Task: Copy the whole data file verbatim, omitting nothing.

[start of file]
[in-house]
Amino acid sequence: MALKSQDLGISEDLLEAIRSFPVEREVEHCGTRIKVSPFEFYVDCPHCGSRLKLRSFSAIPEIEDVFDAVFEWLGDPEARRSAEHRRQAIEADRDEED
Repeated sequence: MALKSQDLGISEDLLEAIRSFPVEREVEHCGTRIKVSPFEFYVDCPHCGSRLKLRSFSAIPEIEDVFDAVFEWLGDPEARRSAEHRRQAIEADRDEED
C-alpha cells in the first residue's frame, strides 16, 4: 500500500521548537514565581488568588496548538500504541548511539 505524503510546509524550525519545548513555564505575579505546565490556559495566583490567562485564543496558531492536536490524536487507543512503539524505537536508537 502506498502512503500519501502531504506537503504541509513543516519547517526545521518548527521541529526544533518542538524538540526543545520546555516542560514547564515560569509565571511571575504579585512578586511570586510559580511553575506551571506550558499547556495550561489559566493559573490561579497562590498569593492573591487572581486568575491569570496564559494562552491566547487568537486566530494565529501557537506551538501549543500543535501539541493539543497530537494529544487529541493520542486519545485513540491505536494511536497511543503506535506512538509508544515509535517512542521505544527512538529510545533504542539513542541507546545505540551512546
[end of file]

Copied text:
[in-house]
Amino acid sequence: MALKSQDLGISEDLLEAIRSFPVEREVEHCGTRIKVSPFEFYVDCPHCGSRLKLRSFSAIPEIEDVFDAVFEWLGDPEARRSAEHRRQAIEADRDEED
Repeated sequence: MALKSQDLGISEDLLEAIRSFPVEREVEHCGTRIKVSPFEFYVDCPHCGSRLKLRSFSAIPEIEDVFDAVFEWLGDPEARRSAEHRRQAIEADRDEED
C-alpha cells in the first residue's frame, strides 16, 4: 500500500521548537514565581488568588496548538500504541548511539 505524503510546509524550525519545548513555564505575579505546565490556559495566583490567562485564543496558531492536536490524536487507543512503539524505537536508537 502506498502512503500519501502531504506537503504541509513543516519547517526545521518548527521541529526544533518542538524538540526543545520546555516542560514547564515560569509565571511571575504579585512578586511570586510559580511553575506551571506550558499547556495550561489559566493559573490561579497562590498569593492573591487572581486568575491569570496564559494562552491566547487568537486566530494565529501557537506551538501549543500543535501539541493539543497530537494529544487529541493520542486519545485513540491505536494511536497511543503506535506512538509508544515509535517512542521505544527512538529510545533504542539513542541507546545505540551512546